https://www.thelancet.com/journals/lanpub/article/PIIS2468-2667(20)30146-8/fulltext

Regulars here will remember the above Glasgow anaesthetist (right) prophesying infection doom after noticing wrongly placed hand-sanitisers in the QEUH. Her comments then went viral and she was interviewed or quoted on every BBC Scotland outlet.

Figure: Epidemic curve of COVID-19 cases with first positive specimen taken during an inpatient stay, by onset status: week-ending 1 March to week-ending 27 September 2020   Figure is an epidemic curve of COVID-19 cases with first positive specimen taken during an inpatient stay. The length of the bars are the counts of COVID-19 cases during each week, from week ending 1 March to week ending 27 September 2020, with the bars broken down by hospital onset status: non-hospital onset (day 1 or 2 of in-patient stay), indeterminate hospital onset, probable hospital onset and definite hospital onset. The chart shows a steep increase in overall cases and definite hospital onset cases until a peak on week ending 5 April. This is followed by a decline in overall cases and definite hospital onset cases with few cases observed during July and August. However overall cases and definite hospital onset cases have started to increase since week ending 30 Aug.

One thought on “Covid-19 update: Scotland’s hospitals are safe with tiny hospital acquired infection levels”

  1. https://www.bmj.com/content/369/bmj.m2013

    The situation may have improved since this was published – only to get worse as cases mount in England now.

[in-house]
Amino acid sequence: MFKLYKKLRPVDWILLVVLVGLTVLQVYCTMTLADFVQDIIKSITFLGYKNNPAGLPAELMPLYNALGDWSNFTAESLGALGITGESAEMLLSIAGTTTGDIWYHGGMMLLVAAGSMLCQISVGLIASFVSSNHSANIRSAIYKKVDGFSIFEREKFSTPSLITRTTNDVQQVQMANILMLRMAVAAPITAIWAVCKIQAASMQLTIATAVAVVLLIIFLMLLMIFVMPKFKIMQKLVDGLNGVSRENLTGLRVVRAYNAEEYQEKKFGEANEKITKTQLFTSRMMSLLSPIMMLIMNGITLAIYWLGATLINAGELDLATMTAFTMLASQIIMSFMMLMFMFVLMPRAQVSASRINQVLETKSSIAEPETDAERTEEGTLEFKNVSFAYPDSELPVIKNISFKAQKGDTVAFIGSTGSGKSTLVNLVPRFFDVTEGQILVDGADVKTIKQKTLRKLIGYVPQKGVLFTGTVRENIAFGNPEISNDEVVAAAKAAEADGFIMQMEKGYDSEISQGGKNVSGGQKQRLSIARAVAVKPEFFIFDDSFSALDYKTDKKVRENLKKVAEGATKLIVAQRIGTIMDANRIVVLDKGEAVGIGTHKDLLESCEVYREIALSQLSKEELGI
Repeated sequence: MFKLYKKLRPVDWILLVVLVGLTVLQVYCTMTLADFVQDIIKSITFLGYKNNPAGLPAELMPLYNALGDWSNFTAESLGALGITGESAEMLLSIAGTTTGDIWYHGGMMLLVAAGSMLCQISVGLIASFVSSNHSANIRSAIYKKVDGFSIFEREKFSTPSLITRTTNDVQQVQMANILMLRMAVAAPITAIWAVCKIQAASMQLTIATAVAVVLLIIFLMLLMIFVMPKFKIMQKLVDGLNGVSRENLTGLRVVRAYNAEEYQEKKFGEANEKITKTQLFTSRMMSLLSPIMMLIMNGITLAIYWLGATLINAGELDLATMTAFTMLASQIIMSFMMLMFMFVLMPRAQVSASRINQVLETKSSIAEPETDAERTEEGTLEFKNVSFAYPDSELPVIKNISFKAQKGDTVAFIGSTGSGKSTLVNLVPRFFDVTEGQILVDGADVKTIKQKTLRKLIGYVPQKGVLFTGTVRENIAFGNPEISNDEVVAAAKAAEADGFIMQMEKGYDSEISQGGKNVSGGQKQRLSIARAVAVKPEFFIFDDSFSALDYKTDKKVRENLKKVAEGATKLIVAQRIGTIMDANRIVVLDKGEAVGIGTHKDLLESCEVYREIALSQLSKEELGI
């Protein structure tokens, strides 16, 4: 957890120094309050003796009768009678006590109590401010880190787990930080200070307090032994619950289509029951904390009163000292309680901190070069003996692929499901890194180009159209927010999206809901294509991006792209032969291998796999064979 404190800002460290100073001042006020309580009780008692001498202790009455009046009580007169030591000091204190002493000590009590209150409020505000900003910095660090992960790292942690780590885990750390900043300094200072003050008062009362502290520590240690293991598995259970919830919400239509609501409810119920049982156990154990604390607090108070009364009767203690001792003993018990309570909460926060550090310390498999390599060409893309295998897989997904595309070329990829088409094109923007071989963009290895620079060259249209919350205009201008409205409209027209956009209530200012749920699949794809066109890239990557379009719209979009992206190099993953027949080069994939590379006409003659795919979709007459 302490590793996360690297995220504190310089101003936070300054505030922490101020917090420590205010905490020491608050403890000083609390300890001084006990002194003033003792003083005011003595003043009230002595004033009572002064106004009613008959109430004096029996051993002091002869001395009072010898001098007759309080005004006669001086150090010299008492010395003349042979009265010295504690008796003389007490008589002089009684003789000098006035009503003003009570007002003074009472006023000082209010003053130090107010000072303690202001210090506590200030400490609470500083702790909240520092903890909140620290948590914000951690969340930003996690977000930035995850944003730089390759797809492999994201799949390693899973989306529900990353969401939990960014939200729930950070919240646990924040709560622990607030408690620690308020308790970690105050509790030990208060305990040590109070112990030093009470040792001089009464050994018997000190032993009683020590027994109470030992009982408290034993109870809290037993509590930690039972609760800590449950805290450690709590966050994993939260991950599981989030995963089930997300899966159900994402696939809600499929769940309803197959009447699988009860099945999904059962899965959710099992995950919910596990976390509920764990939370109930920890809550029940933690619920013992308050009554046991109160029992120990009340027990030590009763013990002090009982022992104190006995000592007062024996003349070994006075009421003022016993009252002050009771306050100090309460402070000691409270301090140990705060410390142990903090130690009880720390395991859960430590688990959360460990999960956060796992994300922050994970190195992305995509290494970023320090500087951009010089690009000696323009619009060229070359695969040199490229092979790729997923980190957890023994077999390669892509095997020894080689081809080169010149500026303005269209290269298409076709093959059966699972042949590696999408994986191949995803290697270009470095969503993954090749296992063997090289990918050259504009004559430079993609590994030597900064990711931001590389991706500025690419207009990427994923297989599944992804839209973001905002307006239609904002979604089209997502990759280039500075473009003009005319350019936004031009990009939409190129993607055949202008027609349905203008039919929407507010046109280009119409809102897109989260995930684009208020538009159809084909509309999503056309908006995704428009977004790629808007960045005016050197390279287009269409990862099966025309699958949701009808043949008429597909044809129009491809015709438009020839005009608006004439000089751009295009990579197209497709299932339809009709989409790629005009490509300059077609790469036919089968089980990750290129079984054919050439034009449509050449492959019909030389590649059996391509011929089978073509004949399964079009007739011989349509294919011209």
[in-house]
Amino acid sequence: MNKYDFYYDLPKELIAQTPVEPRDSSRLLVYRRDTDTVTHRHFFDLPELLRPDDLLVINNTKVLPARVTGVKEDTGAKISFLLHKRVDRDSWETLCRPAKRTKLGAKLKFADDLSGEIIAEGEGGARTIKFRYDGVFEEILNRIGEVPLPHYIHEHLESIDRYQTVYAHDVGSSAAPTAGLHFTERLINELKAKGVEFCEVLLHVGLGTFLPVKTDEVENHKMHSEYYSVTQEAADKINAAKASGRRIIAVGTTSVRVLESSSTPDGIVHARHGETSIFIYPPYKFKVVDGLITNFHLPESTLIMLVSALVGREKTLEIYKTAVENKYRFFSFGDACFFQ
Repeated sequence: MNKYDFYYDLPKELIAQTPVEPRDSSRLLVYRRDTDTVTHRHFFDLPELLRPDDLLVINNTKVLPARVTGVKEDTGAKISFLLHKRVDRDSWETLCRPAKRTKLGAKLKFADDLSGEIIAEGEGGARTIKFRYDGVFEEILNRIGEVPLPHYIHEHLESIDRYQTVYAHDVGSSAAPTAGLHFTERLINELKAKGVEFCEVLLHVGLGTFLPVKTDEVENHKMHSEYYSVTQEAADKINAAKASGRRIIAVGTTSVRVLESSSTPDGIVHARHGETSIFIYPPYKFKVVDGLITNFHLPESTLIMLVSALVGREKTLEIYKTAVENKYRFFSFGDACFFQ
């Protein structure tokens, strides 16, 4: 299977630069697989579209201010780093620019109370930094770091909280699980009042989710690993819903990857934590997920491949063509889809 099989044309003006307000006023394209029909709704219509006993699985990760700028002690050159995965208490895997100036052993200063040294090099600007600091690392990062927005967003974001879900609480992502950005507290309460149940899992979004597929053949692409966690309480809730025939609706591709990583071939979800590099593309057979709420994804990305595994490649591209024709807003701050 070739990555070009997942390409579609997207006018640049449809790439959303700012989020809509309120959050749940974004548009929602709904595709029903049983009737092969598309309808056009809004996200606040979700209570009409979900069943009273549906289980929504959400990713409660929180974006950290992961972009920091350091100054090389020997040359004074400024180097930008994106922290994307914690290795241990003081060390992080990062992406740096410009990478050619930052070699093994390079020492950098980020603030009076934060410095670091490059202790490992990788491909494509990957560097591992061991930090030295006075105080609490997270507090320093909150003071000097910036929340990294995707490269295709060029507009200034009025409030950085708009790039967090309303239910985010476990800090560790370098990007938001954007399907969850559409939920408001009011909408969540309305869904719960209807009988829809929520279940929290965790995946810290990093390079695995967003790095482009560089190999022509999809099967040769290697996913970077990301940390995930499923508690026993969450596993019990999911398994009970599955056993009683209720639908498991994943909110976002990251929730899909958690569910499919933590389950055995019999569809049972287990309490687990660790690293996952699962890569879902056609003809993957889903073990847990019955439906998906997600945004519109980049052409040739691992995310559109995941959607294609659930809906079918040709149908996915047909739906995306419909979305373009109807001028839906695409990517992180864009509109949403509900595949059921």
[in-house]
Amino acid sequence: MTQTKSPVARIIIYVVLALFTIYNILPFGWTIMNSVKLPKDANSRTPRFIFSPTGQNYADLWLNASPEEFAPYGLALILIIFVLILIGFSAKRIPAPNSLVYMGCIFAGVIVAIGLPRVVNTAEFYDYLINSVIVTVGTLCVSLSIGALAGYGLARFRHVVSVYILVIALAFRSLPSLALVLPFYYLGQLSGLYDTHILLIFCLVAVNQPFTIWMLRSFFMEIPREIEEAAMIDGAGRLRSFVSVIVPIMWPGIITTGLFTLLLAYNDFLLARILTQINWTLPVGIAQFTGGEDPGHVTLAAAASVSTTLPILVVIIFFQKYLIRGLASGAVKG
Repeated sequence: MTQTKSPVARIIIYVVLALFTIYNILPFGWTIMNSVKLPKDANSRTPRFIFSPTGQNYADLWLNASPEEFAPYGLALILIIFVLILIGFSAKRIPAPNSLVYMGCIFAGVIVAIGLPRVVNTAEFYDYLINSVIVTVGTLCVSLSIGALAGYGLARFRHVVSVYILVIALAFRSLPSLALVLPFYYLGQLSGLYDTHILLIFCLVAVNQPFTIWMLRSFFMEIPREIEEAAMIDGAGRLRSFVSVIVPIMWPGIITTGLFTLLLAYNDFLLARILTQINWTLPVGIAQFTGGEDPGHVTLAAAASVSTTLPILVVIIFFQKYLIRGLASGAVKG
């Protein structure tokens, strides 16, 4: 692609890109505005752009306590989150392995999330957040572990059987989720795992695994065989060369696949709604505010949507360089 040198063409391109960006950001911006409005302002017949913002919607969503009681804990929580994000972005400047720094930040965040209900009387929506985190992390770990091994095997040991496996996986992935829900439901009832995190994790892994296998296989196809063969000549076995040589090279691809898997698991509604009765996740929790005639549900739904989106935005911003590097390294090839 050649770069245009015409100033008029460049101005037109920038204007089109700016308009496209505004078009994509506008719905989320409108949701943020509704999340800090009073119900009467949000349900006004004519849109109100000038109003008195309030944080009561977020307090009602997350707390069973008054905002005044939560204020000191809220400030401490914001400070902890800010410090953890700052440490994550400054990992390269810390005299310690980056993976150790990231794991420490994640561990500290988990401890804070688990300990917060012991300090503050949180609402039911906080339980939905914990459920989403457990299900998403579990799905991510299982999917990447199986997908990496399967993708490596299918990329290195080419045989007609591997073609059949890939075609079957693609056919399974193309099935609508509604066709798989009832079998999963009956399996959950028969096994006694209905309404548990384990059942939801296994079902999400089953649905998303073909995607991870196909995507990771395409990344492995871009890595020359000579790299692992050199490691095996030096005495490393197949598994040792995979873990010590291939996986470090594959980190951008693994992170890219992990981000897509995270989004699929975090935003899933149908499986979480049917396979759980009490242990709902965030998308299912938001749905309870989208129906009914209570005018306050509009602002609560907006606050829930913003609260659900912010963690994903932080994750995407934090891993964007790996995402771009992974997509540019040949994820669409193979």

“Doctors have told The BMJ they are deeply concerned at the number of patients becoming infected with covid-19 in NHS hospitals in England and have called for more stringent infection control measures to combat its spread.

    They cite limited capacity for testing and retesting as a barrier to keeping covid and non-covid patients separated in so called “green” and “red” zones. There also have concerns about the availability of side rooms and cubicles to keep patients separate and believe that poor ventilation in areas other than intensive care units may be contributing to nosocomial infections.

    Jan Coebergh, a consultant neurologist in Surrey who has worked on covid wards at several sites since the outbreak began, told The BMJ that he had seen distressing cases of patients becoming infected with the virus from other patients while in hospital and who were likely to die as a result.. ..

    …Currently there are no official figures on numbers of patients contracting covid-19 in hospitals. However, the Guardian newspaper reported that the proportion of covid-19 infections acquired in hospital was between 10% and 20%, although NHS sources told the paper that the figures were skewed by poor infection control procedures at one single trust and that the true rate was lower, at around 5% to 7%.2”